I completely finished reading a great book about cheese, and Spain, and slow food, and betrayal. It was written so well that I had to highlight phrase after phrase of beautiful words to remember. I highly recommend “The Telling Room”, by Michael Paternini. Reading that makes me feel like I have read something worthwhile is great. We even had time for watching a couple of movies in the evenings, with the inverter handling it just fine without having to run the generator. I laugh to remember that we had this rig for several years before we knew it would do that.
Finally on our second to the last day, the wind died down completely, and I managed to slip into that crystalline water for a great swim. Cold, but great. Barbara and Ansel came down the hill to join me, but neither one of them could manage to get all the way in. I probably wouldn’t have stayed in as long as I did if I hadn’t been trying to convince them to swim with me. The day heated up beautifully, but with the warmer temperatures and no winds, before long there was a bit of smoke in the air again. Nothing like Grants Pass a couple of weeks ago, but smoke nonetheless.
On our last morning kayak, we took our slow time meandering around the lake. While admiring the old historic cabin on the southwest shore, the owner came down to the shore to visit with us. I must say I haven’t had such a busy social life in a very long time! He regaled us with stories about the cabin, built in 1928 by his wife’s father who saved the life of the original owner of the property. When asked what he would like in return for saving his life, the man said, “If you ever sell the property, sell it to me”. Sure enough that is how he got it. Now there are three sisters who share the space with extended family who have memories of staying there as girls in the 1940’s. They live there 3 months out of the year and then return to Morro Bay in California.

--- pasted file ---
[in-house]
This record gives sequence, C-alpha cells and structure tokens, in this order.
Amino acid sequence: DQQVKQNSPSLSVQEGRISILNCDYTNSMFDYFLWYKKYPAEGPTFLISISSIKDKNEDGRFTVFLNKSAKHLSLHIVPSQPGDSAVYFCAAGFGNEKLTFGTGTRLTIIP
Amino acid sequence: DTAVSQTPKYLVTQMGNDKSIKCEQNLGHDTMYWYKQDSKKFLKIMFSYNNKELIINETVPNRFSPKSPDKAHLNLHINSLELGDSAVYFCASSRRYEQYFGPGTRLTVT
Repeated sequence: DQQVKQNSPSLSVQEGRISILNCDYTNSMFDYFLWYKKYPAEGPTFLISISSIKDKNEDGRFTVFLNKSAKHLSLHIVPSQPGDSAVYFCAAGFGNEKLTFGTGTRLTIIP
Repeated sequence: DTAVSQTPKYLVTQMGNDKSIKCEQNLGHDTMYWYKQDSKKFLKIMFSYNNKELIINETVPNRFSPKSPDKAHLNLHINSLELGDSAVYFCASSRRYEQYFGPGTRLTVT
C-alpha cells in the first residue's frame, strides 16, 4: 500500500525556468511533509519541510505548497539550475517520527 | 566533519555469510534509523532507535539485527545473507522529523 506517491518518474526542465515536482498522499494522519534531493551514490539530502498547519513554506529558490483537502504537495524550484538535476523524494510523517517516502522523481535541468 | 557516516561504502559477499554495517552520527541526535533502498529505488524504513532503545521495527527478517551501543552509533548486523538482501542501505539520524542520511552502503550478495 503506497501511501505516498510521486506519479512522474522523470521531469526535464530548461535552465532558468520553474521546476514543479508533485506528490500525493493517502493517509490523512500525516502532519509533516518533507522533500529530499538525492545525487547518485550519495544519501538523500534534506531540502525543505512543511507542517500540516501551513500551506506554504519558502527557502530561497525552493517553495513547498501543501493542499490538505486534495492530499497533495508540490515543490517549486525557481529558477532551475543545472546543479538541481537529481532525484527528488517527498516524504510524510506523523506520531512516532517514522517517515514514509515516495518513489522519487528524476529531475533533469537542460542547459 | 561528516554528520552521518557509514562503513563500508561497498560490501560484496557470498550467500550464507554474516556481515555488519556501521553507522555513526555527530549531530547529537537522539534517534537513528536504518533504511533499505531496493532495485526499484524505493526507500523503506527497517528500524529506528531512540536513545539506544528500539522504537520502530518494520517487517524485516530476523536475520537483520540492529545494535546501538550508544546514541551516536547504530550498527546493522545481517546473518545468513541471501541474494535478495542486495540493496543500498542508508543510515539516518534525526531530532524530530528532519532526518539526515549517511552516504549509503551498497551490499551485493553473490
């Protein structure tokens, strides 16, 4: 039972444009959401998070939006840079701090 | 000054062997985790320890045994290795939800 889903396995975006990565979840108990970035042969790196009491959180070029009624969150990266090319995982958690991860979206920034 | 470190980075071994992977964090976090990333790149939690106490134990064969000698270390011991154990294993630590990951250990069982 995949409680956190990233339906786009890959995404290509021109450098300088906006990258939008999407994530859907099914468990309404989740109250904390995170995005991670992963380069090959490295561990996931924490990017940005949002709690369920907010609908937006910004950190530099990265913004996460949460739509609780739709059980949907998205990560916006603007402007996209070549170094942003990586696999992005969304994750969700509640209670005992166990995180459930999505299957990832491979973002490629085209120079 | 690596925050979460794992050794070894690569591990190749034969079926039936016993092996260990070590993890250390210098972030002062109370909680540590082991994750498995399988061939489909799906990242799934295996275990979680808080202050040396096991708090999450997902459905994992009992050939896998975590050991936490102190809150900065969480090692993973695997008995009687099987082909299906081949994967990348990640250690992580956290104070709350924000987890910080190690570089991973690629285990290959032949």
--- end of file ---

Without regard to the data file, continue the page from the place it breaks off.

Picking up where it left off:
He told us that the first trout were brought to the lake on mules in 1880 and by the 40’s there were huge browns in that lake that the girls remember catching. In the 60’s however, chubs were winning, and the Fish and Game decided to kill the lake and start over. Now the fish that are planted each spring are fairly well fished out of the lake with no big old boys left. The deepest hole in the lake is about 150 feet, but the rest of the lake is quite shallow. It was great to get local stories from the local folks. He even said we were welcome to hike up behind his place to Brownell Meadows but we will have to wait for the next trip to take him up on the offer. Besides, this was the camping trip for doing nothing and we were getting a bit carried away with all the somethings that we were doing.
When it was time to leave, once more the campground was very nearly empty, with only a few occupied sites even over in the busy Medicine Campground. Our Hogue camp was almost completely empty. How often can you find an empty campground on a lovely lake in the middle of August!?! We read on the campground sign that there was an RV dump nearby but turned the wrong direction and ended up going south on 49 instead of where we were supposed to go. As many times as we have been to Medicine Lake, I still needed to get out the map to be sure we were on the right road heading home.
Down from the Highlands, summer set in again, with temperatures rising ten degrees in as many miles and smoke thickening the air as we approached Klamath Falls. bummer. At least we got a nice break from it, and Rocky Point has enough thick forest to help oxygenate the air a bit. I just read that Janna and Mike tried to see Crater Lake this week. Such a bummer and bad timing. I an only imagine how disappointing it must be for folks who travel from all over the world to see the beautiful lake and its gorgeous blue. Ah well, Medicine Lake isn’t quite as blue, or as big, or as dramatic, but it was lovely and perfect and I am so glad that after five years we finally took our Medicine.